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May 29, 1980 - Image 13

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Publication:
Michigan Daily, 1980-05-29

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The Michigan Daily-Thursday, May 29, 1980-Page 13

BOAT OWNERS INVOLVED in the Freedom Flotilla, who have been ordered to cease their missions to Cuba, march in
downtown Key West yesterday morning. The owners and their crews marched to protest a federal regulation concerning
the recent attempts to transport refugees from Cuba to the U.S.
Skippers protest boat seizures

KEY WEST, Fla. (AP) - About 200
skippers of boats seized by the Coast
Guard for ferrying Cuban refugees to
America paraded noisily through Key
West yesterday, protesting the gover-
nment's action as a stab in the back and
demanding the return of their vessels.
The seamen included shrimpers who
claim they have been deprived of their
livelihood as a result of the seizures.
MEANWHILE, THERE were reports
of apparent suicide attempts among
refugees. And at resettlement camps in
Arkansas and Northwest Florida,
authorities worked to maintain calm af-
ter four nights of sporadic turbulence or
escape attempts by Cubans impatient-
Daily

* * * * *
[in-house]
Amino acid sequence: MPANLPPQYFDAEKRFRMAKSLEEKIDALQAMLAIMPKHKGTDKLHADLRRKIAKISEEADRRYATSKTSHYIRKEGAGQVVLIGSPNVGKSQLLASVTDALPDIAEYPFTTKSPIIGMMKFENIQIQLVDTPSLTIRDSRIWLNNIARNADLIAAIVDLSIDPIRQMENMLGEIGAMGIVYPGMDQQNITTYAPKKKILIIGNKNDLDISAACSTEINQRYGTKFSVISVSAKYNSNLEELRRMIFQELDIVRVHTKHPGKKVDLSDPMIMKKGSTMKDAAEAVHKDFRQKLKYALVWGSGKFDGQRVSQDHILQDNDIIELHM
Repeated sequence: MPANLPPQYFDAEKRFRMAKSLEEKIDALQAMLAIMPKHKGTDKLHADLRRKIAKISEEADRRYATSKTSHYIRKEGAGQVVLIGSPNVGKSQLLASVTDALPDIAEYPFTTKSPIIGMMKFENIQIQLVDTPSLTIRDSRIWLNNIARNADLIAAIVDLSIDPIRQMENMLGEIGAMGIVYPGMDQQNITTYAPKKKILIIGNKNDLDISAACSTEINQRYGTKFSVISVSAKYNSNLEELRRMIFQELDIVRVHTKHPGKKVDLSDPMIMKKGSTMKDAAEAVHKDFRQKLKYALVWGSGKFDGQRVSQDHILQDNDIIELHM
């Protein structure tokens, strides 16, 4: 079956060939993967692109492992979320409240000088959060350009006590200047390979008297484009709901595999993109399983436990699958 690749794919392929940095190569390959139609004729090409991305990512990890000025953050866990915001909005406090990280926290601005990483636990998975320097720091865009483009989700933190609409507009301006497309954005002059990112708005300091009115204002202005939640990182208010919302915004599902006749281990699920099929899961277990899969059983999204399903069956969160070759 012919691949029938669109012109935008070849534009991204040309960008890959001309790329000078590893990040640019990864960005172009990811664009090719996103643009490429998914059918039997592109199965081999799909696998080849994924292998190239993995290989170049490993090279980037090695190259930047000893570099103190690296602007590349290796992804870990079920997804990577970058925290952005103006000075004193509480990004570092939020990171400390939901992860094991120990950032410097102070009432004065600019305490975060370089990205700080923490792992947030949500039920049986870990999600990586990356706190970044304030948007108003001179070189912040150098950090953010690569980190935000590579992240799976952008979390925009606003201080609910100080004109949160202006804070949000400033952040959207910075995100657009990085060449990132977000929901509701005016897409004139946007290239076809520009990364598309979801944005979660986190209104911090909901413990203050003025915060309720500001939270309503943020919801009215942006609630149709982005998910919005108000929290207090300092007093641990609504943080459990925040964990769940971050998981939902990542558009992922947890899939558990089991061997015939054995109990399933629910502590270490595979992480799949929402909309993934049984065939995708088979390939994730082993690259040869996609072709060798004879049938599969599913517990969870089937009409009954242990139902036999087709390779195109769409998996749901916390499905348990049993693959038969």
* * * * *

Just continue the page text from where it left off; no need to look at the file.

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(Continuedfrom Page 12)
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5:00 p.m. Office equipment selling first. Bicycles
include Schwinn Varsity, Collegiates, Suburbans,
and many other children's and adults' bikes. Also a
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and hand tools. Complete matching office equip-
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more items not listed! Owner: National Bank &
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to start life in the United States.
Eight boats arrived here by midday
yesterday with 1,104 refugees, bringing
the five-week total to 86,194 Cubans.
As many as 1,000 boats are under
seizure orders. Most were confiscated
since President Carter's May 15
declaration that the boatlift must end.
Carter offered to replace it with a U.S.
air or sea bridge, but the Cuban gover-
nment hasn't accepted the offer.
THE CAPTAINS, angrily chanting,
"We want our boats," claimed Carter's
announcement was made after they
reached the Cuban port of Mariel and
left them no alternative but to return
Dru geharg
Jordan dro
NEW YORK (AP) - A special
federal prosecutor said yesterday his
investigation into allegations that
White House Chief of Staff Hamilton
Jordan used cocaine found insufficient
evidence to warrant bringing criminal
charges.
Special Prosecutor Arthur Cristy said
he found that Jordan's chief accusor,
Studio 54 disco co-owner Steve Rubell,
was a drug user himself whose memory
was hazy.
PRESIDENT CAR TER, in a
statement issued by the White House
simultaneously with one by Jordan,
said: "My confidence in Hamilton Jor-
dan's integrity has never wavered." He
added he was gratified that the charges
were not substantiated.